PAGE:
The partnership, led by the USGS and the DOE's Office of Energy Efficiency and Renewable Energy, will use airborne geophysical and lidar data collection, as well as geologic mapping and geochemical analysis of rock and brine samples, to identify mineral resource and geothermal energy potential.
The area of study will be the Walker Lane geologic area in western Nevada, which has a high quantity of sediments and clays rocks that the agencies believe contain significant amounts of critical minerals. The initial focus will be on critical mineral commodities such as lithium and will include rare earth elements, platinum group elements and chromium, as well as iron, nickel and copper.
The interagency initiative will be called Geoscience Data Acquisition for Western Nevada (GeoDAWN) and also will leverage machine learning to identify mineral deposits.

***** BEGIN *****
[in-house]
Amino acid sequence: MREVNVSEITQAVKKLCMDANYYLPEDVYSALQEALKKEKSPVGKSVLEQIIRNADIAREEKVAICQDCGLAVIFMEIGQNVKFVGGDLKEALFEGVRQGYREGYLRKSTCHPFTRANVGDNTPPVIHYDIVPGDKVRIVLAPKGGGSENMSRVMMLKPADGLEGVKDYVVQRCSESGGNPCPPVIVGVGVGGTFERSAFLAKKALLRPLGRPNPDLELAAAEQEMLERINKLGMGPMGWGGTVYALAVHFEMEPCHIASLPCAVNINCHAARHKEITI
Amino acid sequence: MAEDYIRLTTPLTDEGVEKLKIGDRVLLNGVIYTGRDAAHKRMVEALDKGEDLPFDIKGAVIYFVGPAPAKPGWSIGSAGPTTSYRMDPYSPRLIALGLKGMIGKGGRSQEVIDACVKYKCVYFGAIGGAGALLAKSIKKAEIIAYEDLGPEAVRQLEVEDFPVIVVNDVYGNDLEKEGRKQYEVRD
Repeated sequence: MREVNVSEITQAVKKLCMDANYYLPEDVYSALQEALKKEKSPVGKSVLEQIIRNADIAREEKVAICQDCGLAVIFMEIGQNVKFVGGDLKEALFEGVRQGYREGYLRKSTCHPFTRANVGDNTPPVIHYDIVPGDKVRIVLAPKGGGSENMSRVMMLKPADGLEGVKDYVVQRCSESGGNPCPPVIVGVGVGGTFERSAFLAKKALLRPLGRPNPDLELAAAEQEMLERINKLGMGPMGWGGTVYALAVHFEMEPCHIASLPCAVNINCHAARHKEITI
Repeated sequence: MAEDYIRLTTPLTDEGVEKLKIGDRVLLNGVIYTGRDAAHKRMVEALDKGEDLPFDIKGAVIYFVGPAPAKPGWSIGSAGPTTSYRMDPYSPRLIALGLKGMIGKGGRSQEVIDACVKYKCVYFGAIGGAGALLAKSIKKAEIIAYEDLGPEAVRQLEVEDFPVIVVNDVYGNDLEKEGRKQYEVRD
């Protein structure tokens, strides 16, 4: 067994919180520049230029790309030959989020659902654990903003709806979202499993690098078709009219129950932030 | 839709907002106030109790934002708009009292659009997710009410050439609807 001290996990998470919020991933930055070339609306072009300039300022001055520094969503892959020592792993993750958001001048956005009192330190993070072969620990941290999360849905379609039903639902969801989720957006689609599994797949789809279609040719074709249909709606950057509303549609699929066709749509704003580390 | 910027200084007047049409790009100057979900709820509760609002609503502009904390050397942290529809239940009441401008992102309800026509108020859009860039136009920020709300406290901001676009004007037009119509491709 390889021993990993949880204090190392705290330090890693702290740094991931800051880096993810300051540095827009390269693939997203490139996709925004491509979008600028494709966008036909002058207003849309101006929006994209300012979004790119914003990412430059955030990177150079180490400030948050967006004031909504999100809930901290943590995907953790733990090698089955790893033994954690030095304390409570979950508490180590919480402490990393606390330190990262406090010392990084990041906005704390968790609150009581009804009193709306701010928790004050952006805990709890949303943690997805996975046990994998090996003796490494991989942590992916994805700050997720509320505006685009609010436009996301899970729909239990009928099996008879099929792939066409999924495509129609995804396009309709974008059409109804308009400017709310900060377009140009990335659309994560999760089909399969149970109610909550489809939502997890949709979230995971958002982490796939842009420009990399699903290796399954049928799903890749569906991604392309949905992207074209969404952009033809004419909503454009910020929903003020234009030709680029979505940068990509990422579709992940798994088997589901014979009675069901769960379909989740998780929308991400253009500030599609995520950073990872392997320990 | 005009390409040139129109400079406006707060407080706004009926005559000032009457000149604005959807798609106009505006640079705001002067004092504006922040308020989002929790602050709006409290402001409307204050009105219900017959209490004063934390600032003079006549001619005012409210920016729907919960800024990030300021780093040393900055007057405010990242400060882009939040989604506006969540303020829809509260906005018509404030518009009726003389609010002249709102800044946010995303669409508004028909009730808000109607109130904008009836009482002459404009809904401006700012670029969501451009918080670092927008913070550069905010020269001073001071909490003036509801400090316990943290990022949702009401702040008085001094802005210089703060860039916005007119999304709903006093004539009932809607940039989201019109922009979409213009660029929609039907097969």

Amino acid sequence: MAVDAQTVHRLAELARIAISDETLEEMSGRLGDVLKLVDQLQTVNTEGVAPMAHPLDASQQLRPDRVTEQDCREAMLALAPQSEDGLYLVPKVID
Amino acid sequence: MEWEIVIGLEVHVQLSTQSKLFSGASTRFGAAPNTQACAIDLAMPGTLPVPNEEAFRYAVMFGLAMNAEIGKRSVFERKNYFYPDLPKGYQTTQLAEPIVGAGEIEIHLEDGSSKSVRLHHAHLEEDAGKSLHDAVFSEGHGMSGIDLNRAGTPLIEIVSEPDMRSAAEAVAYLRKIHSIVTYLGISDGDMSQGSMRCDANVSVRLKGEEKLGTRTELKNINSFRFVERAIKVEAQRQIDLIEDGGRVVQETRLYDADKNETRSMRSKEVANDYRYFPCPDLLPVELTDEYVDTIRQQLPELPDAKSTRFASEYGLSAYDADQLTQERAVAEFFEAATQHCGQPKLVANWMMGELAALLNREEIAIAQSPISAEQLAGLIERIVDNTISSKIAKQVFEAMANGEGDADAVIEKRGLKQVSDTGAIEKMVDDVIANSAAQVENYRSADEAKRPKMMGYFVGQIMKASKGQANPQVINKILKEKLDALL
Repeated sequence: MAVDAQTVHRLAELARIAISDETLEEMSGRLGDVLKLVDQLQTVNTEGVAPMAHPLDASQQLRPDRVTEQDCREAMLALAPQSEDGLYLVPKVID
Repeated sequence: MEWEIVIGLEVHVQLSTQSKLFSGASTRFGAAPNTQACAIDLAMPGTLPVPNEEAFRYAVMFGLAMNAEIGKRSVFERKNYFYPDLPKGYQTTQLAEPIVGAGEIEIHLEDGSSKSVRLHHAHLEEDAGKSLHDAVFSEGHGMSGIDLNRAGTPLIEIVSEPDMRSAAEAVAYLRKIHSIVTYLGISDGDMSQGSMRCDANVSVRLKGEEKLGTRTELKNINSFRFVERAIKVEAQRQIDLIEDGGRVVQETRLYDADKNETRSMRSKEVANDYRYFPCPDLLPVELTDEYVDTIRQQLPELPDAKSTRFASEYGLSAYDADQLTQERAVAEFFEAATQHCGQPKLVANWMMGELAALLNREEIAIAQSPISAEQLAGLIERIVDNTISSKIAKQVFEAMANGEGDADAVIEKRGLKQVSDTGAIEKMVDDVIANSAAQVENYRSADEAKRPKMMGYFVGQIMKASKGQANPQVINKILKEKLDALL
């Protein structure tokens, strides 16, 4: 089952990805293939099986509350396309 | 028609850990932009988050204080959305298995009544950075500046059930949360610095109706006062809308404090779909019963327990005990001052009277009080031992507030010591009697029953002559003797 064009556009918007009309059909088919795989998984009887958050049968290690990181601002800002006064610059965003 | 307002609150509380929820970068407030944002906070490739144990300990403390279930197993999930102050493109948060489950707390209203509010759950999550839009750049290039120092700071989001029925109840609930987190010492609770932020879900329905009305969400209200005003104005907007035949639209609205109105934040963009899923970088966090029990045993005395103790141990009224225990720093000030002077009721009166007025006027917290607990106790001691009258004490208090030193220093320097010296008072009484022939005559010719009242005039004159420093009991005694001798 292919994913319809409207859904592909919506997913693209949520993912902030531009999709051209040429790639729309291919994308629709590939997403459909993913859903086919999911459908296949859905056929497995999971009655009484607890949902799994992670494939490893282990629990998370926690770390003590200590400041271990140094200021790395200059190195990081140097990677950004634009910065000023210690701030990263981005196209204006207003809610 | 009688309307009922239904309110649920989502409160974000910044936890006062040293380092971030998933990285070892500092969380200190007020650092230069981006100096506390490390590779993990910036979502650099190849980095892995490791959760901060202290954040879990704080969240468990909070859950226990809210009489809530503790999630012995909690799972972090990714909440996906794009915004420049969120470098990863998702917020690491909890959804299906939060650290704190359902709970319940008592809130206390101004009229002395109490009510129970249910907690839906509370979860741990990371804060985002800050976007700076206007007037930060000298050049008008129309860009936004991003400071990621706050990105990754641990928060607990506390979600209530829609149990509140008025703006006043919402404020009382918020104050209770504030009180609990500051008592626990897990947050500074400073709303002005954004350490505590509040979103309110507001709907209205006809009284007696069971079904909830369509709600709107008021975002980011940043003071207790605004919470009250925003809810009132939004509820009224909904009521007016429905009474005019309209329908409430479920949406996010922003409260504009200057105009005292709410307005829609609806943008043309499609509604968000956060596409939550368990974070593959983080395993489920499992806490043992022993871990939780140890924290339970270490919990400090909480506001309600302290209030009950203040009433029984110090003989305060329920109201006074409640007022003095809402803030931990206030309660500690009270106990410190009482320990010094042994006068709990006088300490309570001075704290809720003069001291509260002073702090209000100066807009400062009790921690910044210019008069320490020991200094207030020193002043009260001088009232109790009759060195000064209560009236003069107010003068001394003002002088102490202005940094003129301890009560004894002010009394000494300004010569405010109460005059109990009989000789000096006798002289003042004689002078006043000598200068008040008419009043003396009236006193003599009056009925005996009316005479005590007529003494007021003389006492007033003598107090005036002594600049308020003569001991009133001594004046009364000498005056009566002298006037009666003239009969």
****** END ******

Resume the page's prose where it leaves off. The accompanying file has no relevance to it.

"We plan to provide periodic updates to interested stakeholders as we work together to strengthen American energy and critical mineral independence", wrote the DOE in a blog post.
"The data we'll be collecting are useful for many applications," said Sarah Ryker, USGS associate director for Energy and Minerals. "Not only are we helping identify the potential for mineral and energy resources that underpin our economy, but these data can help identify groundwater resources and even geologic hazards such as faults that could produce earthquakes."